STEAM vs. STEM is an ongoing debate about the importance of art and design courses offered in public education institutions and whether or not they improve student behavior, test scores, and so on. The STEAM side argues that Art plays a vital role in letting students express themselves and helps them engage in critical, “outside the box” thinking. Even after 42 seasons of STEM-only teaching, famous children’s show Sesame Street decided to finally integrate the arts into its 43rd season. That said, pro-STEM advocates aren’t necessarily calling for the elimination of art and design classes in school, but instead wish to retain a higher focus on science, technology, engineering, and math, the core subjects that make up STEM.
Some facts that come out of STEM-only research shows that students who progress through at least Algebra II in high school are twice as likely to complete a four-year degree as opposed to those who don’t. Of 15 Major categories, Engineering has the highest median earning, yet less than 20 % of students choose a STEM path. Lastly, women make up 23 % of STEM workers, but make up 48 % of all occupations. More information and summarized research can be found on this round-up by the National Math + Science Initiative.
While brilliant with technology, there are some personalities who STEAM advocates feel were the best of both worlds, such as Albert Einstein, Marissa Mayer, and Steve Jobs, the latter who revolutionized how marketing is done today. William Yu, an economist with the Anderson Forecast at UCLA, states that as more jobs become machine-reliant, alongside economic shifts from agriculture to mechanical, “robots and foreign labors will never be able to replace creative people in creating sectors making new and desirable products and services.” Alongside this, this piece by edutopia.org explores exactly what skills apply to adding the “A” in STEAM. The program mentioned includes the Four C’s: creativity, collaboration, critical thinking, and communication. By breaking these segments down, professors are more capable of allowing students to take advantage of their education; something that is evidenced by research showing more students wish they had learner agency in STEM education.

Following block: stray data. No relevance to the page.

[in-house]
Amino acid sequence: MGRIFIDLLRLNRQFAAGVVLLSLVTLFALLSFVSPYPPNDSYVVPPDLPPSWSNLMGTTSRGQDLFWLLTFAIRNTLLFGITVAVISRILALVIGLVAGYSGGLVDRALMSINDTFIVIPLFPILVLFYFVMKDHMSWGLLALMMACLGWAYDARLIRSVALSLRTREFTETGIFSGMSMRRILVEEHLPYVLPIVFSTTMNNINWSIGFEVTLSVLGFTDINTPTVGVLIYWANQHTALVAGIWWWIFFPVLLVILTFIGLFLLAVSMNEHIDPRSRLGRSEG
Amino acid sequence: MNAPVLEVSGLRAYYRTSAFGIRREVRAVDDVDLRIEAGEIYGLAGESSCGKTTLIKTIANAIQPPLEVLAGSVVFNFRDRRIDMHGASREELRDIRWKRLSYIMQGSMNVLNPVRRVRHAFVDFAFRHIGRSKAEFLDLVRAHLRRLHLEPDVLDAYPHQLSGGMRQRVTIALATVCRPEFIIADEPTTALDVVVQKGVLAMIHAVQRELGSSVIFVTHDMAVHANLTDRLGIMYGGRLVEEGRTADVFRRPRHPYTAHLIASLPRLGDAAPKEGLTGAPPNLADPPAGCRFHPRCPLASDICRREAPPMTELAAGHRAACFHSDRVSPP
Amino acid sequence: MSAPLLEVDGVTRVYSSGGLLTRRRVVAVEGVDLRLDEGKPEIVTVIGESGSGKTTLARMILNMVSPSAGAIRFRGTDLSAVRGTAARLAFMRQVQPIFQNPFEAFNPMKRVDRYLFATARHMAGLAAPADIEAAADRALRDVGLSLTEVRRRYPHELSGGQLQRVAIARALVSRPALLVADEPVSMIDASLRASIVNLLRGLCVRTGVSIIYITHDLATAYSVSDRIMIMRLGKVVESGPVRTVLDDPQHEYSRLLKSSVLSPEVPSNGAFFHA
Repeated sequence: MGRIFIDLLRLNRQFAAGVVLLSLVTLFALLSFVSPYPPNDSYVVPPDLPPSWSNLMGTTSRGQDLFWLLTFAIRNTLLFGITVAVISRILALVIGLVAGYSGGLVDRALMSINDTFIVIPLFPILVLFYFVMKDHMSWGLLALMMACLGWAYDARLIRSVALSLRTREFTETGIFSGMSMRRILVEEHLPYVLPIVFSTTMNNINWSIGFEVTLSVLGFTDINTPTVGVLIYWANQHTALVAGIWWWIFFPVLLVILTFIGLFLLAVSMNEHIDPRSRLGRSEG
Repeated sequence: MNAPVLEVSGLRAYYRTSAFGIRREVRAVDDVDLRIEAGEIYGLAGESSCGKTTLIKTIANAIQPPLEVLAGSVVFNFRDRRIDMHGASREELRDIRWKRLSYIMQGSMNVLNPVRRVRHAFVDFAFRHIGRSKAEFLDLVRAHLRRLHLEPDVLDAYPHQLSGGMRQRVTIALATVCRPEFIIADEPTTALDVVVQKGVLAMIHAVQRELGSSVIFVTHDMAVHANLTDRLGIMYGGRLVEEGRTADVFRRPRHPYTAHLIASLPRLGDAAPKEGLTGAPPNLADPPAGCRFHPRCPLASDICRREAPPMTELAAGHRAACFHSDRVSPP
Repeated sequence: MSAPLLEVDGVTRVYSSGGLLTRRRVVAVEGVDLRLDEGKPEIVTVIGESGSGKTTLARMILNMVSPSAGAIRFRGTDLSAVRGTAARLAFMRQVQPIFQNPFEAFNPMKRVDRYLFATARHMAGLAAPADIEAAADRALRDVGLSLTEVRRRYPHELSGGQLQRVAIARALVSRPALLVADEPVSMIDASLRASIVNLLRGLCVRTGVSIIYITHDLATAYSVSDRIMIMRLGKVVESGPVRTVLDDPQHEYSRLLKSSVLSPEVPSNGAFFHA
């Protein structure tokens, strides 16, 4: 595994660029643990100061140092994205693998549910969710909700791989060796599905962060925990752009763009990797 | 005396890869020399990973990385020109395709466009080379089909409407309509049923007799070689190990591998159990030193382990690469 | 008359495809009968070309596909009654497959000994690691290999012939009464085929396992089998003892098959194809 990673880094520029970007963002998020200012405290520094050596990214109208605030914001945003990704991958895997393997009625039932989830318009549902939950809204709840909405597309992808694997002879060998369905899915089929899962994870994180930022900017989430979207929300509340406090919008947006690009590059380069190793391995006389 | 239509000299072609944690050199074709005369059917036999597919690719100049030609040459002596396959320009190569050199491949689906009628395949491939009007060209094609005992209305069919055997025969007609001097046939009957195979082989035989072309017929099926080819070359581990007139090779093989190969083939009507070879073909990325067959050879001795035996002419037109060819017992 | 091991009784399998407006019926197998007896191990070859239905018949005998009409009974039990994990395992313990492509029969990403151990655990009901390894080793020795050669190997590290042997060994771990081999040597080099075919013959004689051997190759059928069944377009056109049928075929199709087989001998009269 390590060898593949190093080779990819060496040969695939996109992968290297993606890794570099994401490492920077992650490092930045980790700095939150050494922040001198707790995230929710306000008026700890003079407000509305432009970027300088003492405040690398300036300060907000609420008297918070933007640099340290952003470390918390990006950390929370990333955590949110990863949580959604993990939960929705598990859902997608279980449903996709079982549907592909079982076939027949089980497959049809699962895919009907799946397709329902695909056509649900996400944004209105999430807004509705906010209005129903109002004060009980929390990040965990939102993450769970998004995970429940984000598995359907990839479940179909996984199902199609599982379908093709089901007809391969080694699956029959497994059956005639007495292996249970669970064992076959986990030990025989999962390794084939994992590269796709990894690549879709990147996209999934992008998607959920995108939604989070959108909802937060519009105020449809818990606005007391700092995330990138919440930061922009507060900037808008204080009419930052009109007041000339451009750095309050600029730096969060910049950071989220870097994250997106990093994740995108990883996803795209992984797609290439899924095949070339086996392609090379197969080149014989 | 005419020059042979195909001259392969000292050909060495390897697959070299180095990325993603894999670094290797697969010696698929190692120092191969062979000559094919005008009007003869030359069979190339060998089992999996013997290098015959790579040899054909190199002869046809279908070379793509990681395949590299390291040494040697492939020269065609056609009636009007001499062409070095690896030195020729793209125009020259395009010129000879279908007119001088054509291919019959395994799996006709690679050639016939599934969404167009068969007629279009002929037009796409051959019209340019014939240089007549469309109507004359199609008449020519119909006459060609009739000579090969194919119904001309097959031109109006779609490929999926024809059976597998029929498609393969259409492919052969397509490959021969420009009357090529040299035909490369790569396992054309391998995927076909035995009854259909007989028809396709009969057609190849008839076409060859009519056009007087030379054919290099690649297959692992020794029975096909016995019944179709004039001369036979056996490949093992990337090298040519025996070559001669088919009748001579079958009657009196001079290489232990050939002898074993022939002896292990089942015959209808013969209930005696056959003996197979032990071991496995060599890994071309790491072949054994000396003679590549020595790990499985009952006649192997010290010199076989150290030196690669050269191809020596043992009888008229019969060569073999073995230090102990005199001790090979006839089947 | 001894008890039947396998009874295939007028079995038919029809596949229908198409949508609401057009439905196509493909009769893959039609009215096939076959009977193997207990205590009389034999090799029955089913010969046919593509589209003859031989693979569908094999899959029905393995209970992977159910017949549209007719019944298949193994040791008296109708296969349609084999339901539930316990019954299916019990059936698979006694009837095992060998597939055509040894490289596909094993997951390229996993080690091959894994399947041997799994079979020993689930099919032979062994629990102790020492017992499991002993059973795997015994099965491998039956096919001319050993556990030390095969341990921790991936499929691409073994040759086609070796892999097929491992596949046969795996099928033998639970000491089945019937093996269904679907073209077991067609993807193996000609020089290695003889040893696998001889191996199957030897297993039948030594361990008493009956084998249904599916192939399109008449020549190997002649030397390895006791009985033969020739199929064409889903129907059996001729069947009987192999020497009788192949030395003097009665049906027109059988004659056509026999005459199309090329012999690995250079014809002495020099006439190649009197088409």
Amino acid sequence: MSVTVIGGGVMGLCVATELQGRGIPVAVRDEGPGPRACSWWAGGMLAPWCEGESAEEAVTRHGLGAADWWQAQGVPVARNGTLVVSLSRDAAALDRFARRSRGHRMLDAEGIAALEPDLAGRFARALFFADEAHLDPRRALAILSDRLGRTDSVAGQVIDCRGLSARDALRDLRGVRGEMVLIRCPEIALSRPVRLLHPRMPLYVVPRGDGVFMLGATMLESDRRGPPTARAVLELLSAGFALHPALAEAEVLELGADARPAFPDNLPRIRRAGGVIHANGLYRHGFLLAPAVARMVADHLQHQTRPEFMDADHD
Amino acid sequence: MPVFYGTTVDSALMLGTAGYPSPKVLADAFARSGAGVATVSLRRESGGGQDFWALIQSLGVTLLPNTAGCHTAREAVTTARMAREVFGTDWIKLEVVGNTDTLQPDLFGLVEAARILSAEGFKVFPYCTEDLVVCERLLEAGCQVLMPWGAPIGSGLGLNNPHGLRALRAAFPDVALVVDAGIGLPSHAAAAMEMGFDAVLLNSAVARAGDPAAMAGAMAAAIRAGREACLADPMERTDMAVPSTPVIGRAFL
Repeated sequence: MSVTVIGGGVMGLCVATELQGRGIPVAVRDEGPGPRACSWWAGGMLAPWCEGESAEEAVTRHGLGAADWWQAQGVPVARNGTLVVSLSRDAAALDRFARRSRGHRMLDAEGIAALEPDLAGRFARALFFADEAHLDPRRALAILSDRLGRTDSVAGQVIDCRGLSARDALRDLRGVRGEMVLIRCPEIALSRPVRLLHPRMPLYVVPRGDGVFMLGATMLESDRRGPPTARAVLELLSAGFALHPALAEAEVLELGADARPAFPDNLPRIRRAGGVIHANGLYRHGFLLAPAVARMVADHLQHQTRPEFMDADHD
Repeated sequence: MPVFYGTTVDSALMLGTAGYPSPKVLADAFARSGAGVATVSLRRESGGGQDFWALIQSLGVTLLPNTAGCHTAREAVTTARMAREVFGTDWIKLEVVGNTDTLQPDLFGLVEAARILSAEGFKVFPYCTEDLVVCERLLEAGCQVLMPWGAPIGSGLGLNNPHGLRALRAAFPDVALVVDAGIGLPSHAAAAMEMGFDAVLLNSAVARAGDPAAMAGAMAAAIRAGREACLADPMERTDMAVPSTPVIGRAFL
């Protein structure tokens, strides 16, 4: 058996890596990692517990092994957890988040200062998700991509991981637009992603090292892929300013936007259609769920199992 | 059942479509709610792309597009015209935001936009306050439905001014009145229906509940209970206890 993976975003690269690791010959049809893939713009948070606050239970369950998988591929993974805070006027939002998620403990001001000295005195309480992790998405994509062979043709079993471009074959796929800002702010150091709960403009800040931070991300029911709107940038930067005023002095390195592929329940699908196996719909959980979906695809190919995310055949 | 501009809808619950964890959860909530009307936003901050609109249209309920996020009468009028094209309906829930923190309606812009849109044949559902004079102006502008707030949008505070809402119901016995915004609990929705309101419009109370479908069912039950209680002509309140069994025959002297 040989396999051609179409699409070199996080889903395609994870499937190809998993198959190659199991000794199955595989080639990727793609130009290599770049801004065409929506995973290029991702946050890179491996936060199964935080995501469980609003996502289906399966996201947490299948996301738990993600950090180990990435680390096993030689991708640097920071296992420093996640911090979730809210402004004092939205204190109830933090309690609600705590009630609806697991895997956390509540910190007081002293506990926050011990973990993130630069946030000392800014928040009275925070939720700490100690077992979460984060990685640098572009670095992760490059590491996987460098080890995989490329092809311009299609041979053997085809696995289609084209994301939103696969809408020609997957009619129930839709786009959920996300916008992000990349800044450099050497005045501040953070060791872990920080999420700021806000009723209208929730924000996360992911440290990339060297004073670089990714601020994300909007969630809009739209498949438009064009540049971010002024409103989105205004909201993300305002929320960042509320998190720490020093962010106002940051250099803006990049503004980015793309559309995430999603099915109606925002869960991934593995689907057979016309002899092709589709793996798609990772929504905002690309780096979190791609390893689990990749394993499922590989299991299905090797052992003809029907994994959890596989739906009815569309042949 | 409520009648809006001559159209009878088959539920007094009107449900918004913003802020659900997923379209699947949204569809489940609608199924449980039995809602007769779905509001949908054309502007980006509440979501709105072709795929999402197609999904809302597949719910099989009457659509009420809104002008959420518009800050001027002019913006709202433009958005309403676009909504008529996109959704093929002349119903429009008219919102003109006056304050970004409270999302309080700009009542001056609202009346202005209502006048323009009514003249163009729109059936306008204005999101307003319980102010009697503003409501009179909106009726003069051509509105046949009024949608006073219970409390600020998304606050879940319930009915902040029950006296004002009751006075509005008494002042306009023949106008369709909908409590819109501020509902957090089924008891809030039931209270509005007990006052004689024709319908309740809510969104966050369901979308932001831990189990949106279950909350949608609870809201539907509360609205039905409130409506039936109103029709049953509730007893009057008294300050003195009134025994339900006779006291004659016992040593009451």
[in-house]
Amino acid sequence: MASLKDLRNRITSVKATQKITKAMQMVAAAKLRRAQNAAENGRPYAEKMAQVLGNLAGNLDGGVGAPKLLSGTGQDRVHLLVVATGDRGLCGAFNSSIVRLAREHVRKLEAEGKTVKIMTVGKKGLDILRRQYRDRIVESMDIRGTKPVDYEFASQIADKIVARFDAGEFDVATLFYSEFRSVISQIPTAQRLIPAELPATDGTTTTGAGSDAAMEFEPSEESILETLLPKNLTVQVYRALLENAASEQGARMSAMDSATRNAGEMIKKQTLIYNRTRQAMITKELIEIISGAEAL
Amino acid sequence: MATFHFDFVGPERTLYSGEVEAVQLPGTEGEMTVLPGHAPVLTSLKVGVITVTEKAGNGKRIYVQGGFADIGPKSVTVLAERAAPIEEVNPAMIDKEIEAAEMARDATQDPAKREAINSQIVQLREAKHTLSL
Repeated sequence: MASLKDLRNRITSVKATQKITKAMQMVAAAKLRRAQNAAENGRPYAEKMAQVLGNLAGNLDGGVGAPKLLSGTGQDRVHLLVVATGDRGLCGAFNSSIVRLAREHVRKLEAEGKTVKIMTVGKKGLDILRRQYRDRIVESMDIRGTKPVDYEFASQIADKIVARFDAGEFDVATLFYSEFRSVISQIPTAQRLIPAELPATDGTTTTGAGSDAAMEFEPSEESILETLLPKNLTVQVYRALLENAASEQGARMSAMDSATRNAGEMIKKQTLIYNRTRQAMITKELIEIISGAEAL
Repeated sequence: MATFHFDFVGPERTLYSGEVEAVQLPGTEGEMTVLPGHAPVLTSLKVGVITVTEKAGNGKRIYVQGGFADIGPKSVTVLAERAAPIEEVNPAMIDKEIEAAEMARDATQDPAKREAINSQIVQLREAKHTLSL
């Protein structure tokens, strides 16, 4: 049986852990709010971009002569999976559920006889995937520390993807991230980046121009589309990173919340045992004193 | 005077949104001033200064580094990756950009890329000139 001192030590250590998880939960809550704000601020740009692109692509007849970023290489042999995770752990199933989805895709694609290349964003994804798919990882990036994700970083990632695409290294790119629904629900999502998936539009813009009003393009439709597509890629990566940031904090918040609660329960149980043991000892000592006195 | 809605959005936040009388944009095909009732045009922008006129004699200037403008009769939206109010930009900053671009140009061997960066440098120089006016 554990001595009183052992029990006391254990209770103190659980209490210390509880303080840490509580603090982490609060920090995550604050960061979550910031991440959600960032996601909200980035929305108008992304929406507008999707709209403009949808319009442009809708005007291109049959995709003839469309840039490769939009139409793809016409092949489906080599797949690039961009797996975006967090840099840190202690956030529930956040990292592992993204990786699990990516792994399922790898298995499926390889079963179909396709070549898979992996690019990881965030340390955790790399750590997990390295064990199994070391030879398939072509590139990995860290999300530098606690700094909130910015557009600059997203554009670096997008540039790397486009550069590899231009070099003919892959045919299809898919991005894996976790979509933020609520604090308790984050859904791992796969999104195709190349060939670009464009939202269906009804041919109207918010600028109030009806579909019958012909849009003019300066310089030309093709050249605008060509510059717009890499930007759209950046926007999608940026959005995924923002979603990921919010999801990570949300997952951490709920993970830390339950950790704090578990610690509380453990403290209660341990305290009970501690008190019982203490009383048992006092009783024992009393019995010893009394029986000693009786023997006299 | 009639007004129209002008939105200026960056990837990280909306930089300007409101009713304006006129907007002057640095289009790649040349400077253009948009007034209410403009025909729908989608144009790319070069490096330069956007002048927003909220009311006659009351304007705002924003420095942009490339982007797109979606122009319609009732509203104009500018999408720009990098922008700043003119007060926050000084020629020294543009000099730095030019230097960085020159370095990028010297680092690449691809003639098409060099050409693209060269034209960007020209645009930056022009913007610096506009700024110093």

Shifting gears, as more machines are developed to help industrial markets and manufacturers, it’s important to note what jobs STEM-geared education creates. For example, in the die-casting industry, half of the jobs wanted require four years of education or more just to reach entry level. While not all of these jobs fall into this spectrum, they include engineering, IT staff, drivers, mechanics, nurses, machinists, and operators. According to this 2015 report by the North American Die Casting Association (slide 20), as the volume of castings required grows, the minimum number of workers hired annually will also increase. This will eventually lead to a need for, at minimum, 2 500 new operators and technicians.
Job processes for these careers include operating machinery, casting, maintenance, safety and energy management, tool designing, and melting and handling. With such an array of specialized job functions, it's easy to see why half of the top 10 most difficult positions in die casting are hard to fill. Where STEM seems to fall short is within the creation process of prototypes or newly realized tools. The "A" in STEAM better serves those who seek to change how tools work and the convenience they bring to the table, while STEM focuses more on bringing those concepts into reality.
Regardless of the side chosen, education drives markets forward. STEAM vs. STEM may still be an ongoing debate but it's important to know where to draw the line in the sand and focus on the benefits of each. Does your business grow and prosper more from a creative or mechanical standpoint?